Christmas star is coming: Jupiter and Saturn are going to do something that has not been seen for almost 800 years

Christmas star is coming: Jupiter and Saturn are going to do something that has not been seen for almost 800 years

This year has been a year unlike any other in recent memory and will end with the return of a celestial event that has not been seen for almost 800 years.

The two largest planets in the solar system, Jupiter And Saturn, Unseen since the Middle Ages will do something later this month: creating something that looks double Planet. This celestial event is called the “Christmas Star”.

This rare event will occur after sunset on December 21, 2020, following the onset of winter uniformity.

Jupiter, Saturn Brand Age Structure

Patrick Hartigan, an astronomer at Rice University, said: “There is very little similarity between these two planets, once every 20 years, but this combination is rare because of how close the planets are to each other.” Said Patrick Hartigan, an astronomer. Statement. “Before the morning of March 4, 1226, you have to go back to see a close correlation between these things visible in the night sky.”

This scenario shows how the Jupiter-Saturn conjunction will appear in a telescope, which will be visible to the west in the evening of December 21, 2020. The image is adapted from the graphics by the open-source Gterium software Stellarium. (This work, “jupsat1,” developed by Patrick Hartigan from Stellarium, used under GPL-2.0, and obtained by Patrick Hartigan’s CC by 4.0)

Hertigan added that between December 16 and December 25, the two planets will be separated from the full moon.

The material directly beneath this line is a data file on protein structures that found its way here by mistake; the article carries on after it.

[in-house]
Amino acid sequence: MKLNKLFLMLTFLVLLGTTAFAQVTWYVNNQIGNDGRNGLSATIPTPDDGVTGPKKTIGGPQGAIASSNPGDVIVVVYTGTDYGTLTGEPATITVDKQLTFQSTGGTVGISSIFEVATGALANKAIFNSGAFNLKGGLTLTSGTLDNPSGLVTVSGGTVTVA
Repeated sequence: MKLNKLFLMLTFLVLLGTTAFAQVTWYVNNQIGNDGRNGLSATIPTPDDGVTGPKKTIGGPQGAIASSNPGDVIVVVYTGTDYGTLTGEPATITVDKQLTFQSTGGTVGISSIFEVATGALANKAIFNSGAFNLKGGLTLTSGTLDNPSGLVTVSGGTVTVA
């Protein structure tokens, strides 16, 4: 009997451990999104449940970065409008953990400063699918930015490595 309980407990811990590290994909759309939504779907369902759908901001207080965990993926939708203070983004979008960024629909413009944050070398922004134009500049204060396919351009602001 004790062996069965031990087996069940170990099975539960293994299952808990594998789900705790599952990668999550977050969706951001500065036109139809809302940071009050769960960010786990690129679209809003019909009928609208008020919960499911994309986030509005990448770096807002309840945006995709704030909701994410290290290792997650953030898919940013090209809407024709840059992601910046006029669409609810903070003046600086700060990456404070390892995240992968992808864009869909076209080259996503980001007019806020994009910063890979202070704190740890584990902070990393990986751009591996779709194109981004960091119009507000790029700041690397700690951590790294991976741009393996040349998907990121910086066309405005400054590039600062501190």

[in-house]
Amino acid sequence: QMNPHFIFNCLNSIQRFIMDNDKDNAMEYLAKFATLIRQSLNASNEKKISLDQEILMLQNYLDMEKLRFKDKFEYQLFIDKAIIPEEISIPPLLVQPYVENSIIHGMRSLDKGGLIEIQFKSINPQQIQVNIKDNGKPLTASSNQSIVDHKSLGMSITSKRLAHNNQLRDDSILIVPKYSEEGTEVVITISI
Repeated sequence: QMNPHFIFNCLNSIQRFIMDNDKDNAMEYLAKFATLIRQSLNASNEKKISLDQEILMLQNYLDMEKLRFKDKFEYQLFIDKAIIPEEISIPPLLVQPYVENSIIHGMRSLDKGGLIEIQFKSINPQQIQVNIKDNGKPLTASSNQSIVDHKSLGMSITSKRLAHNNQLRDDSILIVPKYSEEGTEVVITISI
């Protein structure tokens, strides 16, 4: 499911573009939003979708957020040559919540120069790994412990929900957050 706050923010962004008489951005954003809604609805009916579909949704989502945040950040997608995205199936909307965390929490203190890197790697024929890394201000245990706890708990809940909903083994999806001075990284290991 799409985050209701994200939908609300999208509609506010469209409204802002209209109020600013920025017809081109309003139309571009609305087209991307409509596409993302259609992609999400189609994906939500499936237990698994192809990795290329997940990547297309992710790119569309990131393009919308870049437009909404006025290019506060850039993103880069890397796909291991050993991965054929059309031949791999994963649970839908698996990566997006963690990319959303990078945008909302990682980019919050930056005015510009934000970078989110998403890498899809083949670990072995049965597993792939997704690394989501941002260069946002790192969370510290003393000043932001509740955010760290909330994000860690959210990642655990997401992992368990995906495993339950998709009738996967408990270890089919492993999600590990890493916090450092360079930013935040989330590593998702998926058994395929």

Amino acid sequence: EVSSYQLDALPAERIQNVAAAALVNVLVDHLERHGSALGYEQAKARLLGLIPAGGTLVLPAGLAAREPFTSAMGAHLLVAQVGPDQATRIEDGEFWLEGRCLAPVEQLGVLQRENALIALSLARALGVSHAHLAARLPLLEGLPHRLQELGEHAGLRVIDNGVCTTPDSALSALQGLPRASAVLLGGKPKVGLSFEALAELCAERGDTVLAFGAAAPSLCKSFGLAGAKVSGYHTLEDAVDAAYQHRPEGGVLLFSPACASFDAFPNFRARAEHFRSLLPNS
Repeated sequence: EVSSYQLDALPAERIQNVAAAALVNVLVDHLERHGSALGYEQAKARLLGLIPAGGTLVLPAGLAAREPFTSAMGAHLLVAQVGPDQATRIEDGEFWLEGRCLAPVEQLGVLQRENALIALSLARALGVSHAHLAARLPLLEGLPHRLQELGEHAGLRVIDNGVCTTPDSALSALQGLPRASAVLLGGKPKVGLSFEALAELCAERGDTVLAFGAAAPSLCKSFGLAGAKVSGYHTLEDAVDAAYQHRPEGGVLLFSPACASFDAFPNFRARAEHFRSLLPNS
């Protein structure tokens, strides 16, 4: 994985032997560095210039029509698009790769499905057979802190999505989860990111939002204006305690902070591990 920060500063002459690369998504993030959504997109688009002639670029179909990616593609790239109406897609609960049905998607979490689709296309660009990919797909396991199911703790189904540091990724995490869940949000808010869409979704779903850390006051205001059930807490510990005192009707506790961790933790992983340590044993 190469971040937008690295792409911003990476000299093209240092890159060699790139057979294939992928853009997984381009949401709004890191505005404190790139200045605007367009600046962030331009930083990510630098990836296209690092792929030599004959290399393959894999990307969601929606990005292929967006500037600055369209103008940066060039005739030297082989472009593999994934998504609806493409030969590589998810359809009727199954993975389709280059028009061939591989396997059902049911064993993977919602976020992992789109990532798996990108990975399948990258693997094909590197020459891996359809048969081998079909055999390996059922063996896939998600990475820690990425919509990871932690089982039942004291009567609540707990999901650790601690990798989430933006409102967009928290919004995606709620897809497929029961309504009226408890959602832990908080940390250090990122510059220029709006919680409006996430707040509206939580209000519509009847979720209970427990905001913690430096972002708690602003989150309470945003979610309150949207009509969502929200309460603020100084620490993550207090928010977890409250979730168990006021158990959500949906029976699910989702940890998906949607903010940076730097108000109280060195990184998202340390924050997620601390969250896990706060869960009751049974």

“On the evening of approaching December 21, they will look like a double planet, separated by the fifth diameter of the full moon,” Hertigan said. “For most telescope viewers, every evening and many of its larger moons will appear in the same evening view area.”

(Credit: NASA)

The Christmas star, or Bethlehem star, can be seen anywhere on Earth, but Hartigan notes that the answer is no, “there’s less time to look at them.”

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Justin Mason, director of the Pritlo Planetarium at Old Dominion University, said the birth star was probably a rare rabbit coincidence, with Jupiter, Venus and a star called Regulus dating to about 2 BC. Virginian-pilot.

Researchers say ‘get in the habit’

NASA's Hubble Space Telescope captured this image on Saturday, July 4, 2020.

NASA’s Hubble Space Telescope captured this image on Saturday, July 4, 2020.

Stargazers should try to watch this month’s event or risk waiting too long for the next event. Hertigan said that by March 15, 2080, and after 2,400, the planets will not be close again.

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A version of this story was originally published on November 23. It has been updated to include additional information.

Raven Weber

About the author: Raven Weber

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